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fungus's Reviews

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  • Written by fungus on 24.01.2010

    Harold and Maude is a movie which incorporates so many different elements of style that it is difficult to put a simple tag on it. It‘s a black comedy featuring dark humor as well as slapstick. It‘s a drama raising existentialist questions. It‘s a heartbreaking love story with a great soundtrack by Cat Stevens. It‘s an anti-war movie and it even has some action scenes.

    The movie follows Harold Chasen, a young and rich boy obsessed with death. He elaborately stages several fake suicides hereby driving his mother nearly crazy. Harold also likes going to funerals where he meets Maude, a 79 year old woman who embraces life. Harold is fascinated by the lively Maude and his controlled and morbid view of the world gets shaken. Maude slowly opens Harold to the sensual pleasures like music and art and teaches him to live for the moment. Despite Harold‘s mother attempts to marry her son to someone she considers appropriate they finally fall in love with each other and their relationship turns sexual. At Maude‘s 80th birthday she swallows some pills to commit suicide because she thinks 80 is the proper age to die. I won‘t give away the ending since I really hope you all will go and see this movie and I don‘t want to spoil it.

    Harold and Maude is my favorite movie of all times since it combines fun and food for thought in a perfect way. The film features a very dark humor and has some hilarious moments, and yet the movie raises so many existentialist questions it makes you think for a long time after having watched it. Furthermore, everything is wrapped in a beautiful love story which really touches your heart. So it‘s no wonder the American Film Institute lists Harold and Maude as #45 on the top 100 films in American comedy as well as #69 of the most romantic films.

    I really urge everyone to go see this film. Even if it had a strong anti vietnam war message at the time of it‘s release in 1971, the story is told in a universal and funny way which makes this movie a timeless gem and therefore a true classic.

  • Written by fungus on 15.08.2011

    A Japanese man wearing bright yellow pajamas with polka dots awakes and finds himself trapped in a white, empty room with no windows or doors. Angels and cherubs emerge from the walls and go back again leaving only their little penises sticking out of the walls. The man soon discovers, that touching the penises leads to various items magically appearing. Some of them even open gates in the walls for a very short period of time. In combination these items eventually may lead to an escape. Meanwhile in Mexico a masked wrestler known as Escargot Man is preparing for an important fight.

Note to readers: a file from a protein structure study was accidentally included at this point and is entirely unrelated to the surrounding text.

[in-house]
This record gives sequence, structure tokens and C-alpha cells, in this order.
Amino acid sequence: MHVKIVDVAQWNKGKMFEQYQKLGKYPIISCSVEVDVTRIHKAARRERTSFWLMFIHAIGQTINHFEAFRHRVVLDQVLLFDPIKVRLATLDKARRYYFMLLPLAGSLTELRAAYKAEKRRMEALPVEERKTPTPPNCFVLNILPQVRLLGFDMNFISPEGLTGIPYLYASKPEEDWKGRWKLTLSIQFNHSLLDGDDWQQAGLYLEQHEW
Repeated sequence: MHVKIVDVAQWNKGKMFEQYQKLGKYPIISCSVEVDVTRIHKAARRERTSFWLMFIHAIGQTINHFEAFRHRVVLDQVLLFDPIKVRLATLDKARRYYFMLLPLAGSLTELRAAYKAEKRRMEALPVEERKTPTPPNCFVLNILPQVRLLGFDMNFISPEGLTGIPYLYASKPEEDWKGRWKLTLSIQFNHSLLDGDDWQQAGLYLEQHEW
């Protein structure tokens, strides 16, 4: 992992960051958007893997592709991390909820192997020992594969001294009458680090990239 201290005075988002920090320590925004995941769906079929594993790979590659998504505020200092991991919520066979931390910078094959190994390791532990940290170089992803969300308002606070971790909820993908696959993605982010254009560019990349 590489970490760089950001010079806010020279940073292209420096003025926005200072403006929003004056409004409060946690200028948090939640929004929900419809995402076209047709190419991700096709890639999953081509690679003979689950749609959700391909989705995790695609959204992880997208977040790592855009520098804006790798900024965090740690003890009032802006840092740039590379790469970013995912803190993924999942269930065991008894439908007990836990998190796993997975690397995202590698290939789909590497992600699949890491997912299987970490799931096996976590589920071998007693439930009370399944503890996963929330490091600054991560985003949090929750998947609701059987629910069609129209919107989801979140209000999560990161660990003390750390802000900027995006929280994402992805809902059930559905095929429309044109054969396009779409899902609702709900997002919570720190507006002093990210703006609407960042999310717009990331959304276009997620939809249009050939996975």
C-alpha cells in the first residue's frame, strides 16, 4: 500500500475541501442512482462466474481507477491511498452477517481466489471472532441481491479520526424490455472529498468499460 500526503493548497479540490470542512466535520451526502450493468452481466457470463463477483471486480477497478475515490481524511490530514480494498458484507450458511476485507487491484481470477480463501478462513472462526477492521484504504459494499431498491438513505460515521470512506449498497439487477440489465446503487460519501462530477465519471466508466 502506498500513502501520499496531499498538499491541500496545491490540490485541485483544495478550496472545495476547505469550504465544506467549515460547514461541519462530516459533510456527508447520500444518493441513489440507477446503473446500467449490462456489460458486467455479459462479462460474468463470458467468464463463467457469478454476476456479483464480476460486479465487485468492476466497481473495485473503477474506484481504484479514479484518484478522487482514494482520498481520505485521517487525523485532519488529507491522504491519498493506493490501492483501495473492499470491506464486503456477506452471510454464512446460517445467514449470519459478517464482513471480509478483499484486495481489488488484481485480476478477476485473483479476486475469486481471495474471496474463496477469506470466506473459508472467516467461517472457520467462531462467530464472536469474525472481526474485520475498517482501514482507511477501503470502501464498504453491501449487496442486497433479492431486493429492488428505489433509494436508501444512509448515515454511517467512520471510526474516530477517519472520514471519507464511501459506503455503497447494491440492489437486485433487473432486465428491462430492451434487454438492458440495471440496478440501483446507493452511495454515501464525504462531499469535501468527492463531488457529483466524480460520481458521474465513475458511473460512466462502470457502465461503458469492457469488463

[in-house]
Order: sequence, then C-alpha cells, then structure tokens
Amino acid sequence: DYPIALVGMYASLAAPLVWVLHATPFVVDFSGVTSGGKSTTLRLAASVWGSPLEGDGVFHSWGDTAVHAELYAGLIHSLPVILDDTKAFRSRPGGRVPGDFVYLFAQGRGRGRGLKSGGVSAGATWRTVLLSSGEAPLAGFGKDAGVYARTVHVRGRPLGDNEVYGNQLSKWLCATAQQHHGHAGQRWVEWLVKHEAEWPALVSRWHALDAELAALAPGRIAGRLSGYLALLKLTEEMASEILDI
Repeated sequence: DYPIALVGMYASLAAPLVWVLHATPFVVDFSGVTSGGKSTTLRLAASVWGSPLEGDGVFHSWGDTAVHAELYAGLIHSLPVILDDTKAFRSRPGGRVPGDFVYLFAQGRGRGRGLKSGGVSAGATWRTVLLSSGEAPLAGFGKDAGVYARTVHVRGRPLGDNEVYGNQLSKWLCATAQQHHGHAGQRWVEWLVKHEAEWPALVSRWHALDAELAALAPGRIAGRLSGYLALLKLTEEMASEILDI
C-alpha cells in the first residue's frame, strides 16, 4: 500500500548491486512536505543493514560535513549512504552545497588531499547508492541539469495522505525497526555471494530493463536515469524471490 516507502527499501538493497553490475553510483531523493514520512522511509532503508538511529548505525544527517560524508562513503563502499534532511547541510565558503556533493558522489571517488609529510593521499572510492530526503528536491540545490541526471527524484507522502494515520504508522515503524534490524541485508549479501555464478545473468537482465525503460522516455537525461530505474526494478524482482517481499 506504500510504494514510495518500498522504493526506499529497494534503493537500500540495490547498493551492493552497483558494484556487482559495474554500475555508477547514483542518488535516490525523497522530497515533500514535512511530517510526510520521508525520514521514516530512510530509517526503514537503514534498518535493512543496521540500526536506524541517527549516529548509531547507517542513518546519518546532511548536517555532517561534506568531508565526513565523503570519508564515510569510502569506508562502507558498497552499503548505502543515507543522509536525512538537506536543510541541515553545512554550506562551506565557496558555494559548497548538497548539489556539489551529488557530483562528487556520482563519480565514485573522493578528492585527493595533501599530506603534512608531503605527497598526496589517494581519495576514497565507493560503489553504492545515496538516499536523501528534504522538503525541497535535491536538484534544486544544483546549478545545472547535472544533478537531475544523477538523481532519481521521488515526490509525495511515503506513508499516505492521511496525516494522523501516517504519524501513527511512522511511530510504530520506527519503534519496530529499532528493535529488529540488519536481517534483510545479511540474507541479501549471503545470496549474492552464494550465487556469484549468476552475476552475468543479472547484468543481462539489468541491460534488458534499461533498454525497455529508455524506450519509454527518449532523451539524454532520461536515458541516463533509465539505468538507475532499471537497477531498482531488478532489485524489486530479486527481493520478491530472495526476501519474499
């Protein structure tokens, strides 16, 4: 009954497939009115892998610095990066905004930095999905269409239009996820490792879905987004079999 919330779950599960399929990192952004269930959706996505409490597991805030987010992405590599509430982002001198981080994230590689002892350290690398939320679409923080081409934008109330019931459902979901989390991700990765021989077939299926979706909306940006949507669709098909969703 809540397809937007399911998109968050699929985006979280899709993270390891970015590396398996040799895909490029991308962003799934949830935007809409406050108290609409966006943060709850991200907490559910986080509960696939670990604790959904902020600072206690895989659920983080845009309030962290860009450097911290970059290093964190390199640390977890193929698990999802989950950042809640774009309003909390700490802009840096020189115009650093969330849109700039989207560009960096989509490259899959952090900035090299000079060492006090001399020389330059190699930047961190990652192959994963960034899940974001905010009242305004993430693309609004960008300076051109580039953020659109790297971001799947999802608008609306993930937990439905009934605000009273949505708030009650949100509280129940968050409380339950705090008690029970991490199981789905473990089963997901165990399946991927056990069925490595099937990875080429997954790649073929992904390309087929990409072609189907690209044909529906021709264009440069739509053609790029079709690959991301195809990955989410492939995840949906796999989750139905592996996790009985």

Wow, what a movie. Yes it sounds crazy and it is. It‘s quite some time since I was baffled by a movie as I was by this one and it is very likely you won't have seen a similar movie so far. Matsumoto not only wrote an incredibly funny and very original script and directed this movie in an awesome way (especially the mexican sequences), he also plays the main character and does some great slapstick worthy of a Buster Keaton. The ending of the movie is very poetic and leaves room for a wide range of interpretations.
    A weird, weird, weird movie, but in the best way there can be (at least for me). I just loved every second of it.

  • Written by fungus on 11.03.2012

    Well, what can I say? I finally managed to watch this cult and (already) classic movie. Thank's to a Bela Tarr retrospective in a Zurich cinema I could enjoy the the full 450 minutes in a cinema with another 100 people. Luckily, I got a place in one of the comfy sofas in the front and they served Hungarian goulash soup during the second intermission.
    The movie is about the collapse of a collective farm in Hungary near the end of Communism. They are expecting a large cash payment for the work of one year and plan to leave as soon as they have the money. Some plot against the others and try to leave with more than their share. However, when the smooth talking Irmias, whom they thought to be dead, returns everything changes. They willingly give all the money to Irmias for the hope that he somehow can keep the community going.
    My expectations were very high for this movie, since I wanted to watch it for quite some time, now. Fortunately, I wasn't disappointed. It took me about an hour to really get in the mood of the film but since then it was just like being in a world of it's own and I wasn't bored for a single minute. Yes, the movie is incredibly slow (the opening shot showing some cows lasts for almost nine minutes), but it is a strong way to show these monotone lives. Bela Tarr is not only a master of pictures but also of sounds. Most of the times I was amazed how much he told by only letting the right noises come from outside the picture range and repeating them over and over. Together with the slow camera movements and the minimalistic music by Mihály Vig the movie gets in some places hypnotic qualities. The movie also has a great cast. Peter Berling as the doctor is one of the best performances I ever saw in a movie. It was especially difficult for them, since it rains during almost the whole movie.
    All in all it just was a fantastic experience. The movie is a true masterpiece. 10/10

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